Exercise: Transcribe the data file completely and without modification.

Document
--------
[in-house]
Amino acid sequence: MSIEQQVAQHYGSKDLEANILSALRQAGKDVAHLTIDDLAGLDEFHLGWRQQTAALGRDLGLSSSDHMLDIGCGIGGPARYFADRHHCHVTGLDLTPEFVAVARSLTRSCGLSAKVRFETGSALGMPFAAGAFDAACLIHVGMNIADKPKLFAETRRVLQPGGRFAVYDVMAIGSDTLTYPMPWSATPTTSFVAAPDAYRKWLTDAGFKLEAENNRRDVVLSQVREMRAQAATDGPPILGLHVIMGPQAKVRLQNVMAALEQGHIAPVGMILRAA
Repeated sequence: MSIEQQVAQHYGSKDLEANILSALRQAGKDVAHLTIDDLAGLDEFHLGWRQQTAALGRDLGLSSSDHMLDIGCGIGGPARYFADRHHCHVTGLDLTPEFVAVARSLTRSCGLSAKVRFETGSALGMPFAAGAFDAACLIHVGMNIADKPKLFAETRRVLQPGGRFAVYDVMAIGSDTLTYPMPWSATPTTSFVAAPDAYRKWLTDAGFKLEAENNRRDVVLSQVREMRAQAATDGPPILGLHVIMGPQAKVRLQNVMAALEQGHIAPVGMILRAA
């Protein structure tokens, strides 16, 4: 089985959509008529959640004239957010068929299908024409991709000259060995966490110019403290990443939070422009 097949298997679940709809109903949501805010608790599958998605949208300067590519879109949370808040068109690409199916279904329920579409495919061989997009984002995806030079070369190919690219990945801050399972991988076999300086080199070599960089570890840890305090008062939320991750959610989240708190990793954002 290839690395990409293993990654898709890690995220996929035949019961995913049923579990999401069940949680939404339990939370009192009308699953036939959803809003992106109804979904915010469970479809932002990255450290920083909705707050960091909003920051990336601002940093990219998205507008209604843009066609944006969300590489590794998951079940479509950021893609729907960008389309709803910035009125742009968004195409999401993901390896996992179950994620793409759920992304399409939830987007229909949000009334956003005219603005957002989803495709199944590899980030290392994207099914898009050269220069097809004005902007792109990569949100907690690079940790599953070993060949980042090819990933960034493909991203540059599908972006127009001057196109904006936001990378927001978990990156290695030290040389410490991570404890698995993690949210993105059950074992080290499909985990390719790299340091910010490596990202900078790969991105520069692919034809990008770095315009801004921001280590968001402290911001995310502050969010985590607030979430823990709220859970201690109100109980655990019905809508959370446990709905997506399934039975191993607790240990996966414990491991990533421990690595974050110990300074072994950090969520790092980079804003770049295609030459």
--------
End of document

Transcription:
[in-house]
Amino acid sequence: MSIEQQVAQHYGSKDLEANILSALRQAGKDVAHLTIDDLAGLDEFHLGWRQQTAALGRDLGLSSSDHMLDIGCGIGGPARYFADRHHCHVTGLDLTPEFVAVARSLTRSCGLSAKVRFETGSALGMPFAAGAFDAACLIHVGMNIADKPKLFAETRRVLQPGGRFAVYDVMAIGSDTLTYPMPWSATPTTSFVAAPDAYRKWLTDAGFKLEAENNRRDVVLSQVREMRAQAATDGPPILGLHVIMGPQAKVRLQNVMAALEQGHIAPVGMILRAA
Repeated sequence: MSIEQQVAQHYGSKDLEANILSALRQAGKDVAHLTIDDLAGLDEFHLGWRQQTAALGRDLGLSSSDHMLDIGCGIGGPARYFADRHHCHVTGLDLTPEFVAVARSLTRSCGLSAKVRFETGSALGMPFAAGAFDAACLIHVGMNIADKPKLFAETRRVLQPGGRFAVYDVMAIGSDTLTYPMPWSATPTTSFVAAPDAYRKWLTDAGFKLEAENNRRDVVLSQVREMRAQAATDGPPILGLHVIMGPQAKVRLQNVMAALEQGHIAPVGMILRAA
């Protein structure tokens, strides 16, 4: 089985959509008529959640004239957010068929299908024409991709000259060995966490110019403290990443939070422009 097949298997679940709809109903949501805010608790599958998605949208300067590519879109949370808040068109690409199916279904329920579409495919061989997009984002995806030079070369190919690219990945801050399972991988076999300086080199070599960089570890840890305090008062939320991750959610989240708190990793954002 290839690395990409293993990654898709890690995220996929035949019961995913049923579990999401069940949680939404339990939370009192009308699953036939959803809003992106109804979904915010469970479809932002990255450290920083909705707050960091909003920051990336601002940093990219998205507008209604843009066609944006969300590489590794998951079940479509950021893609729907960008389309709803910035009125742009968004195409999401993901390896996992179950994620793409759920992304399409939830987007229909949000009334956003005219603005957002989803495709199944590899980030290392994207099914898009050269220069097809004005902007792109990569949100907690690079940790599953070993060949980042090819990933960034493909991203540059599908972006127009001057196109904006936001990378927001978990990156290695030290040389410490991570404890698995993690949210993105059950074992080290499909985990390719790299340091910010490596990202900078790969991105520069692919034809990008770095315009801004921001280590968001402290911001995310502050969010985590607030979430823990709220859970201690109100109980655990019905809508959370446990709905997506399934039975191993607790240990996966414990491991990533421990690595974050110990300074072994950090969520790092980079804003770049295609030459």